Patients in Northern Ireland are to get more access to alternative therapies under a new scheme announced by the health minister.
Therapies such as acupuncture will be more available
Paul Goggins is setting aside £200,000 to enable patients to receive complementary services as part of their health service treatment.
It means GPs can refer patients for therapies such as acupuncture and homeopathy.
The scheme will commence in January and the first phase will run for a year.
The department will be contacting the boards about how the scheme will operate, including the criteria under which GPs will be able to apply for funding.
Mr Goggins said: "Complementary and alternative medicine and therapies have proven, in certain circumstances, to be extremely helpful.
The seminar also looked at homeopathic medicines
"I have been impressed and encouraged by the examples of good work that are already being carried out.
"I am delighted to announce a package of funding today that will enable GPs for the first time to refer patients directly to complementary therapists.
"I am committed to giving patients the widest choice of safe, effective, healthcare possible both in the traditional and regulated complementary health care sectors."
The minister announced the funding and the two new initiatives at the first seminar organised to explore the role of such therapies in the health service.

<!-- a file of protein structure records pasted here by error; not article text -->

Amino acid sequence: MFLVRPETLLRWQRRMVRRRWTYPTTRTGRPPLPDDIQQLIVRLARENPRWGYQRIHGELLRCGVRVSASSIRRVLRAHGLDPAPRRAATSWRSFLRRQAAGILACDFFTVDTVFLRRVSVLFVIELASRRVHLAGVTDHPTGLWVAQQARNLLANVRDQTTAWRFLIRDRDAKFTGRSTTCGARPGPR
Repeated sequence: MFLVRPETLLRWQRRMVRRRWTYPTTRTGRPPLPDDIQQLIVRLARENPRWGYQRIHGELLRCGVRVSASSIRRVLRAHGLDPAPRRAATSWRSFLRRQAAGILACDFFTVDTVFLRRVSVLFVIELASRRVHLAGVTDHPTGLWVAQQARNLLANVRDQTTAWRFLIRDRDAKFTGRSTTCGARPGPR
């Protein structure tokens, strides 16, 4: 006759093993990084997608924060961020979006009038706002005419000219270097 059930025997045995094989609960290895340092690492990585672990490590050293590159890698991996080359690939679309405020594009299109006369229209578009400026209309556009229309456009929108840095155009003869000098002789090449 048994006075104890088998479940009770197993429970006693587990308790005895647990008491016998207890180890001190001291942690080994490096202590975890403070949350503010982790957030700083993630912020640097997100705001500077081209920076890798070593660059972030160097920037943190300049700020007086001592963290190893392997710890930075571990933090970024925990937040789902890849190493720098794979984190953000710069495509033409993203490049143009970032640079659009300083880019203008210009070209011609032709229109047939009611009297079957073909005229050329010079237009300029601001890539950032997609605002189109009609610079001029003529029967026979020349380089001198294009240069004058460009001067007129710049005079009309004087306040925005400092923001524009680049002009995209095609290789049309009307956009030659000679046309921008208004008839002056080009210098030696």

The seminar is looking at areas such as homeopathy, acupuncture, osteopathy and chiropractic care.
Siobhan McErlean who had suffered chest pains is an advocate of acupuncture.
She said: "A week after my first treatment, I was able to stop using the tablets because the acupuncture was helping so much.
"If I had to do it again, I would pay for it myself again because it's so good."
The minister also announced additional funding for the introduction of an Integrated Health Awards and Integrated Health Associates schemes.
Both of these initiatives will run in partnership with the Prince's Foundation for Integrated Health and will recognise and support the work carried out by complementary and alternative practitioners in Northern Ireland.